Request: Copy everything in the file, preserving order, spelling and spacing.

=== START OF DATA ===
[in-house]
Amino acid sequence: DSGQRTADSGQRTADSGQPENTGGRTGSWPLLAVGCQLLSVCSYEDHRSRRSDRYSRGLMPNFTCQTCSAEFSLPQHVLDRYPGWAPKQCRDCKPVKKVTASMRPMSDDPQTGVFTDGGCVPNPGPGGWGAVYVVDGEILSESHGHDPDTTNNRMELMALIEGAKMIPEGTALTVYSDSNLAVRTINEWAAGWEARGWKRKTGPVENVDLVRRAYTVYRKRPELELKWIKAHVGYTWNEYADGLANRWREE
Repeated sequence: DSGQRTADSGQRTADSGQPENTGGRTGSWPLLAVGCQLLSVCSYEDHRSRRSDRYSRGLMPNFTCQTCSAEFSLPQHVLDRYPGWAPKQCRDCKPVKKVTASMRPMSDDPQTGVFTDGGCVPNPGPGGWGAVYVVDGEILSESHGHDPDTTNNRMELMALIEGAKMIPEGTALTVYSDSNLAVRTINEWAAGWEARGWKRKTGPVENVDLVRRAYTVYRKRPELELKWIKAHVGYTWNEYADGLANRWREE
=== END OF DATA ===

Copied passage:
[in-house]
Amino acid sequence: DSGQRTADSGQRTADSGQPENTGGRTGSWPLLAVGCQLLSVCSYEDHRSRRSDRYSRGLMPNFTCQTCSAEFSLPQHVLDRYPGWAPKQCRDCKPVKKVTASMRPMSDDPQTGVFTDGGCVPNPGPGGWGAVYVVDGEILSESHGHDPDTTNNRMELMALIEGAKMIPEGTALTVYSDSNLAVRTINEWAAGWEARGWKRKTGPVENVDLVRRAYTVYRKRPELELKWIKAHVGYTWNEYADGLANRWREE
Repeated sequence: DSGQRTADSGQRTADSGQPENTGGRTGSWPLLAVGCQLLSVCSYEDHRSRRSDRYSRGLMPNFTCQTCSAEFSLPQHVLDRYPGWAPKQCRDCKPVKKVTASMRPMSDDPQTGVFTDGGCVPNPGPGGWGAVYVVDGEILSESHGHDPDTTNNRMELMALIEGAKMIPEGTALTVYSDSNLAVRTINEWAAGWEARGWKRKTGPVENVDLVRRAYTVYRKRPELELKWIKAHVGYTWNEYADGLANRWREE